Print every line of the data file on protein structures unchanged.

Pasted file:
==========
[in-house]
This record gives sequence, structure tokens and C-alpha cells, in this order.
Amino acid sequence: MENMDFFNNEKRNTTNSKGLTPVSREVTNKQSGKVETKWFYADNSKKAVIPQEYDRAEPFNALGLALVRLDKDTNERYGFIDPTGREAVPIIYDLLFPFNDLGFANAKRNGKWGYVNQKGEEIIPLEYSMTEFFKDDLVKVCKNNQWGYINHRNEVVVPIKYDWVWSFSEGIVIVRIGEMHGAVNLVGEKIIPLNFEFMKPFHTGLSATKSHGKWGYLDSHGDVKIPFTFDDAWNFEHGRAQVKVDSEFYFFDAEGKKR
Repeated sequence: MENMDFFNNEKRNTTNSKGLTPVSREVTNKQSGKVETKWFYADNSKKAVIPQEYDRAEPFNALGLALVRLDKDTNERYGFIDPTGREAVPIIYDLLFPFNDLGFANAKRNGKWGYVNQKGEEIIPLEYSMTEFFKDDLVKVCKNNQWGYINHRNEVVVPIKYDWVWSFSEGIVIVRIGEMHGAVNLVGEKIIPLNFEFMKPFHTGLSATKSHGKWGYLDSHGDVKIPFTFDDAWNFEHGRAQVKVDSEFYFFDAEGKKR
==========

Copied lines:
[in-house]
This record gives sequence, structure tokens and C-alpha cells, in this order.
Amino acid sequence: MENMDFFNNEKRNTTNSKGLTPVSREVTNKQSGKVETKWFYADNSKKAVIPQEYDRAEPFNALGLALVRLDKDTNERYGFIDPTGREAVPIIYDLLFPFNDLGFANAKRNGKWGYVNQKGEEIIPLEYSMTEFFKDDLVKVCKNNQWGYINHRNEVVVPIKYDWVWSFSEGIVIVRIGEMHGAVNLVGEKIIPLNFEFMKPFHTGLSATKSHGKWGYLDSHGDVKIPFTFDDAWNFEHGRAQVKVDSEFYFFDAEGKKR
Repeated sequence: MENMDFFNNEKRNTTNSKGLTPVSREVTNKQSGKVETKWFYADNSKKAVIPQEYDRAEPFNALGLALVRLDKDTNERYGFIDPTGREAVPIIYDLLFPFNDLGFANAKRNGKWGYVNQKGEEIIPLEYSMTEFFKDDLVKVCKNNQWGYINHRNEVVVPIKYDWVWSFSEGIVIVRIGEMHGAVNLVGEKIIPLNFEFMKPFHTGLSATKSHGKWGYLDSHGDVKIPFTFDDAWNFEHGRAQVKVDSEFYFFDAEGKKR